When I started doing music and my last project started to move, I started to do a lot more shows and I started to get a lot more offers for things. I realized how easy it was to make money. So when I started to see money come in, I realized that I was spending money on things I shouldn’t. People were beginning to look at me like I had more money than I actually had, and I even played into that sometimes. I always like to vent and tell the truth in my music. That’s why this happened. I was like, “This is what I’m going through, and people need to know.” - Rapper Jay IDK Gets Real About Money On 'Empty Bank'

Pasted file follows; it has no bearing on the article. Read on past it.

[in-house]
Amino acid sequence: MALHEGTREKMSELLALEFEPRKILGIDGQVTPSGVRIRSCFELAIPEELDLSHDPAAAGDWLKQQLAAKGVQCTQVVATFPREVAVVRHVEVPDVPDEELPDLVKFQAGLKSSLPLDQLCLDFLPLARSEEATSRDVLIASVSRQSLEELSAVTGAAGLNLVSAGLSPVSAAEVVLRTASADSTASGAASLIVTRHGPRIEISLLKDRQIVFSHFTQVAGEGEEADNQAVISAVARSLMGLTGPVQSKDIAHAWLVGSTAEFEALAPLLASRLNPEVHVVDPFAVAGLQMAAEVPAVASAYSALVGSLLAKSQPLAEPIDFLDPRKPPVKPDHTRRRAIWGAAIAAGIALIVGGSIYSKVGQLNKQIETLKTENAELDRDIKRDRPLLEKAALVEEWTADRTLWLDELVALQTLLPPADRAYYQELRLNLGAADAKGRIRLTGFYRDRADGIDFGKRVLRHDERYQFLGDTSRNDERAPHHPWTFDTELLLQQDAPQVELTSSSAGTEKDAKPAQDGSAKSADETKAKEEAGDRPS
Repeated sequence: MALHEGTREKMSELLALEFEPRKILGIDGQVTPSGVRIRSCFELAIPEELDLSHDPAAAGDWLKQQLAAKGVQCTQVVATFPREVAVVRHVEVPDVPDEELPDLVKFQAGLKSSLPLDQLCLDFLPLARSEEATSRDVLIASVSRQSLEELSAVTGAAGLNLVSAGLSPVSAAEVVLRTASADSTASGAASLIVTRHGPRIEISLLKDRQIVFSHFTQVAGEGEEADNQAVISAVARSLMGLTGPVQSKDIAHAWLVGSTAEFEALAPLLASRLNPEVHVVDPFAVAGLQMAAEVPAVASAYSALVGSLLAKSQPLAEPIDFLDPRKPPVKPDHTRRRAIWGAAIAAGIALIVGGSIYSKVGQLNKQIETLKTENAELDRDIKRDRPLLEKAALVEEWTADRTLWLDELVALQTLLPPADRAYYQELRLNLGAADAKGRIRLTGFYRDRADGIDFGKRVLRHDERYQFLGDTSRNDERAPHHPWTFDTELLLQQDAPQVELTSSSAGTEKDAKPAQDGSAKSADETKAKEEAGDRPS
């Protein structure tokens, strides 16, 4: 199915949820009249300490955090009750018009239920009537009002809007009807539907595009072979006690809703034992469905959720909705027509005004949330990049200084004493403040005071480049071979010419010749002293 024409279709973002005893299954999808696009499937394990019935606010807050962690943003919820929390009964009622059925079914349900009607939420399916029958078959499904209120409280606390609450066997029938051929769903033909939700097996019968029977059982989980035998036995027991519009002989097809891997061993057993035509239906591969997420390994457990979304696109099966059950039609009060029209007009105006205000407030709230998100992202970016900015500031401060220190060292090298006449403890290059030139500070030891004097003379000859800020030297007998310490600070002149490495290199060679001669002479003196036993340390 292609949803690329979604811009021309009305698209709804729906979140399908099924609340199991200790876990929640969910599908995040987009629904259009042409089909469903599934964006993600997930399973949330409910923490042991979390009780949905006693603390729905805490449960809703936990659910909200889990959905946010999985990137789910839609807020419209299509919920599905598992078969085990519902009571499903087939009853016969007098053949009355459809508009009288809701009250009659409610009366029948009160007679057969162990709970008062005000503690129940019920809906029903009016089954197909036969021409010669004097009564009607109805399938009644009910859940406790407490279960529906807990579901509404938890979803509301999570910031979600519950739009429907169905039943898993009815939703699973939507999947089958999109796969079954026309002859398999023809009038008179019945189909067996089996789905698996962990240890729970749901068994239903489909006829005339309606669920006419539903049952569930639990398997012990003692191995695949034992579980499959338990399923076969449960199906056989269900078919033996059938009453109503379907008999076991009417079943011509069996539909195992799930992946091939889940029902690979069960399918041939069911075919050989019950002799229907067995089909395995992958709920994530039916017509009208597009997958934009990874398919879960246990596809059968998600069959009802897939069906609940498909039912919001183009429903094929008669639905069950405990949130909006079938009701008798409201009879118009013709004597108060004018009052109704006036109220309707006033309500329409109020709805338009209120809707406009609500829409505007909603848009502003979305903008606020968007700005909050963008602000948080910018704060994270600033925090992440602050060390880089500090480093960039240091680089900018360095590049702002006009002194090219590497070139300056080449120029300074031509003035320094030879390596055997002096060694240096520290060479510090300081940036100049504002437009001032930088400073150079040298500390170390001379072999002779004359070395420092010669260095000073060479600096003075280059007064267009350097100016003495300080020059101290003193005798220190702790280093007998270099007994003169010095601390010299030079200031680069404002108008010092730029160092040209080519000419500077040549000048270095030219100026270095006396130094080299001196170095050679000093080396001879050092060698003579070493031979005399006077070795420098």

Instead of bragging about all that he has, Jay gives us another angle; a more important perspective. On the album's first track, "Mr. Mills," there's the line, “I’m spending everything I got on things I don’t need.” It’s a line that many young men and women will likely deal with in their lifetime. You go from having just enough to get by and now you have an excess amount of funds. During his The Sun's Tirade press run, Isaiah Rashad admitted that he was spending money on expensive Uber rides and splurging cash on food for friends to eat. He’s signed to TDE, he’s toured the country with ScHoolboy Q, the money he made in just a few months time had an impact on his lifestyle. Suddenly, bottles of alcohol and pills were never empty, closets were never empty, and bellies were never empty. The gas tank is never empty, but it’s eating away all the money you’ve worked so hard to make. Isaiah touches on this change on his album, but it's Jay who truly puts money as the forefront subject for Empty Bank, along with everything that comes with having and not having it.